Leaders from throughout the Americas on Saturday vowed to confront systemic corruption with an accord aimed at improving transparency and boosting civil society at a time when graft scandals plague many of their own governments.
Peruvian President Martin Vizcarra started the Summit of the Americas’ first full session asking the Western Hemisphere leaders to approve 57 action points he said would constitute a base for preventing corruption.
The “Lima Commitment: Democratic Governance Against Corruption” was approved with a round of applause, though analysts were skeptical that it will lead to any tangible change.
Many heads of state in attendance lead administrations that face allegations of misusing public funds, obstructing justice and accepting bribes.
“The hard part will come when leaders return home,” said Shannon O’Neil, a senior fellow at the Council on Foreign Relations.
Numerous leaders called on Venezuelan President Nicolas Maduro to accept humanitarian aid as his nation confronts a crippling economic crisis and urged those gathered not to accept the results of an upcoming presidential election in the embattled South American nation.
“We won’t recognize the results of an election designed to disguise a dictatorship,” said Colombian President Juan Manuel Santos, one of the most outspoken on Venezuela.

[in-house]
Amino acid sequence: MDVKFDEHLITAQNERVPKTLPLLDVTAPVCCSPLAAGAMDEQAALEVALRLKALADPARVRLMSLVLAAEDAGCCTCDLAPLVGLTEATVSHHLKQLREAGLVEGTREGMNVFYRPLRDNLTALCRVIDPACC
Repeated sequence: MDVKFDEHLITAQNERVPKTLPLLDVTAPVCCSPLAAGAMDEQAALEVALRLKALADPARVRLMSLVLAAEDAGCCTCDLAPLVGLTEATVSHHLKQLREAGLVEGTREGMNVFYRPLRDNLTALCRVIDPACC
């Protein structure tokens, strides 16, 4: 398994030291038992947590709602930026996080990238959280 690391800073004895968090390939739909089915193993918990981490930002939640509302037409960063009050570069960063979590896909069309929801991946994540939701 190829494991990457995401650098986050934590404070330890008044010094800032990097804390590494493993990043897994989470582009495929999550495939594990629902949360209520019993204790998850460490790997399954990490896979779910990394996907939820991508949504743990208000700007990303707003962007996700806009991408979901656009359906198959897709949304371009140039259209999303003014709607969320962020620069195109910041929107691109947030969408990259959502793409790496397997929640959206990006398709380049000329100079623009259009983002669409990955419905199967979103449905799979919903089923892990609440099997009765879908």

Bolivian President Evo Morales and Cuban Minister of Foreign Affairs Bruno Rodriguez were among the few voices of support for Venezuela, calling on the US to drop sanctions against their ally and decrying US Vice President Mike Pence’s words criticizing the nation.
“Our region isn’t the backyard of anybody,” Morales said, echoing Maduro’s comments earlier in the week after US President Donald Trump decided to skip the summit, which some considered a snub to the region.
Pence on Saturday said that the US would submit a bid to host the next summit in 2021 in an apparent act to quell doubts about the nation’s commitment to the region.
The onset of summer has sparked a rise in incidents of “mask rage” in South Korea as more hot and bothered commuters either refuse to wear face coverings or leave parts of their faces exposed. In South Korea, Japan and other countries in East Asia, widespread mask wearing has been cited as one possible explanation for the region’s relative success in bringing the COVID-19 pandemic under control. South Korea, one of the first countries outside China to be affected by the virus, flattened the coronavirus curve in April, although it is now struggling with dozens of daily cases, mainly in and around
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